6. I fell for the game. Most of the grad students I know are fairly unhappy, but I do know a few who seem to genuinely enjoy grad school. They seem to be the ones who are so thoroughly absorbed in their work, they don’t even notice all the insanity going on around them. I got totally caught up in the insanity. I couldn’t stop myself. I obsessed over doing well enough, and meeting expectations, and looking good. I suppose it didn’t help that all those expectations were rubbed in my face so much that first year, but I never could extricate myself from it.I also fell for the game in another way. Somewhere along the way, I became convinced that you are nobody if you don’t have a PhD. The fear of being nobody kept me in grad school for way longer than I should have stayed. It sent me off to a second graduate program when I should have realized I didn’t want to be an academic, and I was way too burned out to give it a fair shake. It took three months of serious illness, incompletes in all my classes for a quarter (due to the illness), and four months of anti-depressants to wake me up to the fact that I was on the wrong path.

Does all that make  graduate school a non-Montessori environment? I’m honestly not sure, since no one has ever figured out what a Montessori environment for young adults should look like. I confess, my instinct to label grad school as not a Montessori environment comes from the fact that I associate my years in Montessori with a feeling of peaceful yet industrious contentment. I did not feel peaceful or industrious or content in grad school. I felt insane. There’s no guarantee that a Montessori environment for young adults should foster that same feeling of contentment, but when Montessori created her first Casa dei Bambini, she noticed that children became visibly peaceful, industrious, and content when engaging in certain activities, and she built her entire system around facilitating more of that contentment. I don’t think she’d approve of an environment that left people feeling insane. And if she approved, I’d have to disagree with her.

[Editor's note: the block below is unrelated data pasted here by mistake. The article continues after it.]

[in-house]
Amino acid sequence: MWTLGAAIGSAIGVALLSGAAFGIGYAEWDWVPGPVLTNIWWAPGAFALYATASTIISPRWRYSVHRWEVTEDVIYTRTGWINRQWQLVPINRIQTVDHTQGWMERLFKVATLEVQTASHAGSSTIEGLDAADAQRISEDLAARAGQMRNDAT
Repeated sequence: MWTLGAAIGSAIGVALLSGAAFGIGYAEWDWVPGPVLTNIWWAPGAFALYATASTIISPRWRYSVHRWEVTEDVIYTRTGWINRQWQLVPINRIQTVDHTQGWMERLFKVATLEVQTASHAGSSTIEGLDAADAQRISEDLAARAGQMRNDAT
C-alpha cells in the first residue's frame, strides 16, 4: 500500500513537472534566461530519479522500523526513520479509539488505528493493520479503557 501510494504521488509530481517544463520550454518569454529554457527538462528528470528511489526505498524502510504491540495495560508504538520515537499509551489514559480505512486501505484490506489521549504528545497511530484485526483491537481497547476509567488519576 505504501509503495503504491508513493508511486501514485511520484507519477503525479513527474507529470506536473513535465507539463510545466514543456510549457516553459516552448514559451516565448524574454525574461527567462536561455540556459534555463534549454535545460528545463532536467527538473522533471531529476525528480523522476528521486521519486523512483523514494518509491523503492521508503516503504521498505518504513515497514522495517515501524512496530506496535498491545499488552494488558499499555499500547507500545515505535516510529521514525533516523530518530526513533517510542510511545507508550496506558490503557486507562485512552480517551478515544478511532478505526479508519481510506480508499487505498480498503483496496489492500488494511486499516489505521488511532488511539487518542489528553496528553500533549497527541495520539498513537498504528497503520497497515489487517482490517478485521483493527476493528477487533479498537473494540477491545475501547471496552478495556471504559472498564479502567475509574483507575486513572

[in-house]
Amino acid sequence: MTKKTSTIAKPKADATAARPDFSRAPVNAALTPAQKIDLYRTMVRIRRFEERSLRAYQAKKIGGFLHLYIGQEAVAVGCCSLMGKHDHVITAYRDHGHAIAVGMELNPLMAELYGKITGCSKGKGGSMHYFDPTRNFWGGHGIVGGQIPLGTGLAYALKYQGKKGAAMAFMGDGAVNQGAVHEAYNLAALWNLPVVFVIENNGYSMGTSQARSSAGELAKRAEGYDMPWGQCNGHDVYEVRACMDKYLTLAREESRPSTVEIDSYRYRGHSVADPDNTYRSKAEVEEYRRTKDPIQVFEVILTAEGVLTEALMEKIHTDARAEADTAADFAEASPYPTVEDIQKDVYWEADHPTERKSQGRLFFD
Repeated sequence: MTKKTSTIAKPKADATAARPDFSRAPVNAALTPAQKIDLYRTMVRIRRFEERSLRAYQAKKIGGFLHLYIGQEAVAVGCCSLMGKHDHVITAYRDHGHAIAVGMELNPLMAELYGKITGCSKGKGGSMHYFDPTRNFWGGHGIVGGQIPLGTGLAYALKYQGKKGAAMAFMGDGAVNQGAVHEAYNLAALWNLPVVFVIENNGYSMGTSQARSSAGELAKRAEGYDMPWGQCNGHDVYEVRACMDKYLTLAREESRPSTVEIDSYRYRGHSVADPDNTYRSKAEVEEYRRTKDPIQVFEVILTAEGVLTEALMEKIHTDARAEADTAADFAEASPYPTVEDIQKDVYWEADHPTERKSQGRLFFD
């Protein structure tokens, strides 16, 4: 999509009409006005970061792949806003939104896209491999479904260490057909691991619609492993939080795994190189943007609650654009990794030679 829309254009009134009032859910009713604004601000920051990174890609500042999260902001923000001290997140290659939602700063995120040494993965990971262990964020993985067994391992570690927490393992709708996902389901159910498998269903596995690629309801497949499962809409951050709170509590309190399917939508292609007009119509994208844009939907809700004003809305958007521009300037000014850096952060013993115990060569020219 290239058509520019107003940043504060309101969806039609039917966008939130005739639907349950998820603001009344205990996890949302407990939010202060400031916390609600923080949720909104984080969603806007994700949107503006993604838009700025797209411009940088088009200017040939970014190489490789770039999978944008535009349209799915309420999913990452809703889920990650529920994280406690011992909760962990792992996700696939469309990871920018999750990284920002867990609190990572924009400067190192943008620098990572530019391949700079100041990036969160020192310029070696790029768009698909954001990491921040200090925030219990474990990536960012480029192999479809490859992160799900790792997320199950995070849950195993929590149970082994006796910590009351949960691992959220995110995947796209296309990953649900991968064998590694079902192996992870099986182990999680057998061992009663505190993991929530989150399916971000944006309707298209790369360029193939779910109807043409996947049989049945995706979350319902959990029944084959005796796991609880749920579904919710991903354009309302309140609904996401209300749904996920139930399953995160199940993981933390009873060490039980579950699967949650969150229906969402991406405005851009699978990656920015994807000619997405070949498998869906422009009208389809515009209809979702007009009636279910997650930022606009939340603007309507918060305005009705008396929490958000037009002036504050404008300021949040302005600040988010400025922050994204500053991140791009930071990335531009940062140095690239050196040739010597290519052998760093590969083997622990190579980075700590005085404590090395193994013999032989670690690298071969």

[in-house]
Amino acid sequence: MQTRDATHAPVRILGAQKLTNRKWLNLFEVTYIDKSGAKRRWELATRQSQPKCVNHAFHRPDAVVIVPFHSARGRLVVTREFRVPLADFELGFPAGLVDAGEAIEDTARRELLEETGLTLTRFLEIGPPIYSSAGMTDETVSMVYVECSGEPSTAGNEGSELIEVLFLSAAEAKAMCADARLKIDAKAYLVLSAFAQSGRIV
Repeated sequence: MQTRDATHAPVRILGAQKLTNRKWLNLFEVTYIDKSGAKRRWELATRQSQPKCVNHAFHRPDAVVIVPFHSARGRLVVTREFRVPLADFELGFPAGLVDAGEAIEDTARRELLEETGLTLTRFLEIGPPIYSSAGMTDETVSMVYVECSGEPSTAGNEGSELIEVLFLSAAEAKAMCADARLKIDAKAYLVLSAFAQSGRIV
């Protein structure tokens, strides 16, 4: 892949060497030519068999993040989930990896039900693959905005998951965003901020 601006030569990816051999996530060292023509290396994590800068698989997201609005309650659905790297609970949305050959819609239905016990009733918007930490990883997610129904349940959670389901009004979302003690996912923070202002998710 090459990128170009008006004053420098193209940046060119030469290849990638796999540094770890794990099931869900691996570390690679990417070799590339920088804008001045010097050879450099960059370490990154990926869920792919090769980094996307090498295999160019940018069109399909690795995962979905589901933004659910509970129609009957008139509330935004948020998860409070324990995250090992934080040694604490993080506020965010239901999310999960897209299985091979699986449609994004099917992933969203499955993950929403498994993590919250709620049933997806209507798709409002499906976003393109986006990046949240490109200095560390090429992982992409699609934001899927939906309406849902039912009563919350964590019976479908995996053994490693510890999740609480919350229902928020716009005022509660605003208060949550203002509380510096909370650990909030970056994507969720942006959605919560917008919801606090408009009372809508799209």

P.S. I apologize for the semi-incoherence of this post. It’s nearly midnight and I should be in bed, but I had to get this out of my system.

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4 thoughts on “Grad School and its Discontents, Continued

  1. Sylvia Bozeman says:

    Thanks for sharing your reflections on graduate school. They reveal much about what is wrong with the system and why some parts of it don’t fit women and those students from the underrepresented populations in mathematics and science–African Americans, Hispanics/Latinos and Native Americans. The rules and situations that you encountered seem to feed into existing stereotypes that make it very difficult for these students to join a community of learners as neutral participants and focus on learning the subject matter. It is sad that the administrations do not realize the heavy burden that is placed on students by such a charged environment. I hope that more faculty will read your comments.
    May you be healed of the damage.

    Sylvia

  2. Indecent Cocek says:

    Your friend Sylvia says something key in her response. A “community of scholars” is exactly what I wanted out of graduate school. But it wasn’t what grad school wanted to provide. Some professors and some students worked at it, but the feeling was often centrifugal and isolating. A large part of that was the lack of communication about what was really expected. It’s as if at each stage of academic life, you’re supposed to figure out all by yourself, with little guidance about how to do it or how to weather it. (Did they take this model from those abusive private schools in Britain, where the elder students haze the younger ones? “If I had to live through it, so do you.” Please!) The few individuals who fight to provide information to people further down the chain are fighting an uphill battle. I do wonder if women and minorities have a harder time in grad school because they are taught that community is really important. And it just can feel so damned lonely.

    I do think the masters-as-consolation-prize is a specifically science/math attitude. Indeed, I fell into thinking that a PhD was the point, since I was raised by science folks. But most people outside the sciences realize that a PhD makes them LESS employable than an MA. I actually had to explain this to my parents when I stopped with 2 MAs, as they didn’t understand that it doesn’t work like in science.